CDC Says Serious Adverse Events Remain ‘Rare’ Following COVID-19 Vaccination


The most common adverse event was myocarditis, which was reported in nearly 500 patients. None of those patients had died as of the new analysis, and the rate per million cases was 3.5 cases.

cdc adverse event

The Centers for Disease Control and Prevention (CDC) is standing behind the safety of 2 prominent coronavirus disease 2019 (COVID-19) vaccines, calling incidences of major adverse events “rare.”

The agency made the declaration in its August 13 Morbidity and Mortality Weekly Report following the July 22 meeting of the agency’s Advisory Committee on Immunization Practices (ACIP).

“The estimated benefits (prevention of COVID-19 disease and associated hospitalizations, ICU admissions, and deaths) outweighed the risks... in all persons aged ≥18 years included in this analysis,” wrote corresponding author Hannah Rosenblum, MD, and colleagues. Rosenblum is a member of the CDC’s COVID-19 Response Team and its Epidemic Intelligence Service.

The Food and Drug Administration (FDA) granted emergency authorization to the 2-dose Pfizer/BioNTech and Moderna vaccines back in December; Johnson & Johnson’s single-dose vaccine gained the same status in February of this year. As of the July ACIP meeting, some 187 million Americans had received at least one vaccine dose.

Though the vaccines have been credited with helping to slow the spread of the SARS-CoV-2 virus and curb hospitalizations and deaths, there have been isolated reports of significant adverse events.

The new report focuses on 3 types of adverse events: myocarditis following the Pfizer/BioNTech vaccine (particularly after the second dose), and thrombosis with thrombocytopenia (TTS) and Guillain Barré syndrome (GBS) following the Johnson & Johnson vaccine.

ACIP used reports submitted through the CDC’s Vaccine Adverse Event Reporting System (VAERS) to re-weigh the costs and benefits associated with the vaccines in light of those reports and the ongoing pandemic. Their calculations looked at the risk of each adverse event per million doses in adults 18 and older, as well as the benefits, assuming a 95% vaccine effectiveness rate for the Pfizer/BioNTech vaccine and a 90% vaccine effectiveness rate for the Johnson & Johnson vaccine.

Between February and June, 100 cases of GBS following the Johnson & Johnson vaccine were reported through VAERS. The median age was 57 years for patients, 61 patients were male, the median time from vaccination to symptom onset was 13 days (though it took 75 days in one patient), and 95% of patients ended up in the hospital. Ten patients were admitted to the ICU. As of the report, one patient had died. ACIP calculated that the unadjusted rate of GBS cases following vaccination was approximately 20.2 per million doses.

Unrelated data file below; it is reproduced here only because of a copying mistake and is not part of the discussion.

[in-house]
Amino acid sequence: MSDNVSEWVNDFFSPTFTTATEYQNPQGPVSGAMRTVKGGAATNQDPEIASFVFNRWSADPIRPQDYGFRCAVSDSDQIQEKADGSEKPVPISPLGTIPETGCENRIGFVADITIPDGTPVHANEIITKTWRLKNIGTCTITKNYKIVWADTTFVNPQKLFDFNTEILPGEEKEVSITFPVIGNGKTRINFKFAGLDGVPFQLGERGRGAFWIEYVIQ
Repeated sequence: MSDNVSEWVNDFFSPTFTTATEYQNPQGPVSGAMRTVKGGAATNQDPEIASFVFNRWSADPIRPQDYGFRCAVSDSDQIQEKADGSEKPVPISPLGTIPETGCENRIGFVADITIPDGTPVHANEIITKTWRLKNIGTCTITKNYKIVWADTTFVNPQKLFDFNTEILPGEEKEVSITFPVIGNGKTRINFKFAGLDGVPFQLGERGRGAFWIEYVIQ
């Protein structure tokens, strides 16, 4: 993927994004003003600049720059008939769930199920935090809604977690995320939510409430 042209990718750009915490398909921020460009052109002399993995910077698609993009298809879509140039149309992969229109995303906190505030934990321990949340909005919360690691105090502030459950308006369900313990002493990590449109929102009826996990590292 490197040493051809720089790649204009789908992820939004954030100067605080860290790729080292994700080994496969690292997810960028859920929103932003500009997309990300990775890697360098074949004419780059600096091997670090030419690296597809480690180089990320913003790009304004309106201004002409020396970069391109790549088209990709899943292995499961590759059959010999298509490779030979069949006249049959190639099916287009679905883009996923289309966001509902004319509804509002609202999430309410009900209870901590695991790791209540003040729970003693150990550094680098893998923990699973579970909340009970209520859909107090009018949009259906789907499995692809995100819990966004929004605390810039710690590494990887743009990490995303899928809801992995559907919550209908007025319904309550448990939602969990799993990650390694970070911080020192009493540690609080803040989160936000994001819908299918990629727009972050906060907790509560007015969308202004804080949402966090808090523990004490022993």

As of July 8, 38 cases of TTS had been reported within 15 days of vaccination with the Johnson & Johnson (Janssen) dose. Those cases were each reviewed and confirmed by physicians at the FDA and CDC. As of the report, 4 patients had died. Females ages 30-49 were the most likely to experience TTS following vaccination, and ACIP calculated a TTS report rate of 3.0 per million doses.

For myocarditis, 497 patients reported the condition following their second shot, resulting in a reporting rate of 3.5 cases per mission second doses. Males between the ages of 18 and 29 were most likely to experience myocarditis following vaccination. There have been no reports of deaths associated with post-vaccine myocarditis.

Based on those data, as well as the ongoing risk of COVID-19 transmission, ACIP said the benefits of vaccination outweigh the risks, though they said continued vigilant monitoring is “critical,” as is transparency with the public and patients about the risks.

“ACIP emphasized the importance of informing vaccination providers, and all persons receiving COVID-19 vaccines about the benefits and risks, including the risks after Janssen COVID-19 vaccination for GBS, particularly in males aged 50–64 years, and for TTS among females aged 30–49; and the risk for myocarditis after mRNA COVID-19 vaccination, particularly in males aged 18–29 years,” Rosenblum and colleagues said.

Given the rapid spread of the Delta variant, the CDC said, vaccination “is more urgent than ever.”

The CDC said both it and the FDA have updated their guidance and approval documents in order to ensure patients are fully informed.

Related Videos
© 2024 MJH Life Sciences

All rights reserved.